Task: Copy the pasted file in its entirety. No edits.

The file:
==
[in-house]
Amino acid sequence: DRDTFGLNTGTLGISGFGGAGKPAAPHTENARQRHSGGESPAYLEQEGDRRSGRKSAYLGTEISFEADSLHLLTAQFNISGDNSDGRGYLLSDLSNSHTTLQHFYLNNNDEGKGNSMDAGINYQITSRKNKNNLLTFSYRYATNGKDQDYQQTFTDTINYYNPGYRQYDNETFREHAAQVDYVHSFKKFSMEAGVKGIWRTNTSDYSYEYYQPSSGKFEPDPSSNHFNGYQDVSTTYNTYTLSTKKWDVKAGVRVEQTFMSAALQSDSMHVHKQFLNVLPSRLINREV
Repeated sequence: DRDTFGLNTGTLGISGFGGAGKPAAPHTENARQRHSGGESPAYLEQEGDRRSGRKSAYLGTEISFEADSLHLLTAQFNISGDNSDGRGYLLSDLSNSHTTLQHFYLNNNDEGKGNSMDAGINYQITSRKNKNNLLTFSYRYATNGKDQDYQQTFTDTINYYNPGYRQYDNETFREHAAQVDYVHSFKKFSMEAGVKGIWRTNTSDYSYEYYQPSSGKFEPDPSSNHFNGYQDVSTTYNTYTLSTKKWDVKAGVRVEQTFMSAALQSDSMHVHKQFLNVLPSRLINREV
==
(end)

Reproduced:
[in-house]
Amino acid sequence: DRDTFGLNTGTLGISGFGGAGKPAAPHTENARQRHSGGESPAYLEQEGDRRSGRKSAYLGTEISFEADSLHLLTAQFNISGDNSDGRGYLLSDLSNSHTTLQHFYLNNNDEGKGNSMDAGINYQITSRKNKNNLLTFSYRYATNGKDQDYQQTFTDTINYYNPGYRQYDNETFREHAAQVDYVHSFKKFSMEAGVKGIWRTNTSDYSYEYYQPSSGKFEPDPSSNHFNGYQDVSTTYNTYTLSTKKWDVKAGVRVEQTFMSAALQSDSMHVHKQFLNVLPSRLINREV
Repeated sequence: DRDTFGLNTGTLGISGFGGAGKPAAPHTENARQRHSGGESPAYLEQEGDRRSGRKSAYLGTEISFEADSLHLLTAQFNISGDNSDGRGYLLSDLSNSHTTLQHFYLNNNDEGKGNSMDAGINYQITSRKNKNNLLTFSYRYATNGKDQDYQQTFTDTINYYNPGYRQYDNETFREHAAQVDYVHSFKKFSMEAGVKGIWRTNTSDYSYEYYQPSSGKFEPDPSSNHFNGYQDVSTTYNTYTLSTKKWDVKAGVRVEQTFMSAALQSDSMHVHKQFLNVLPSRLINREV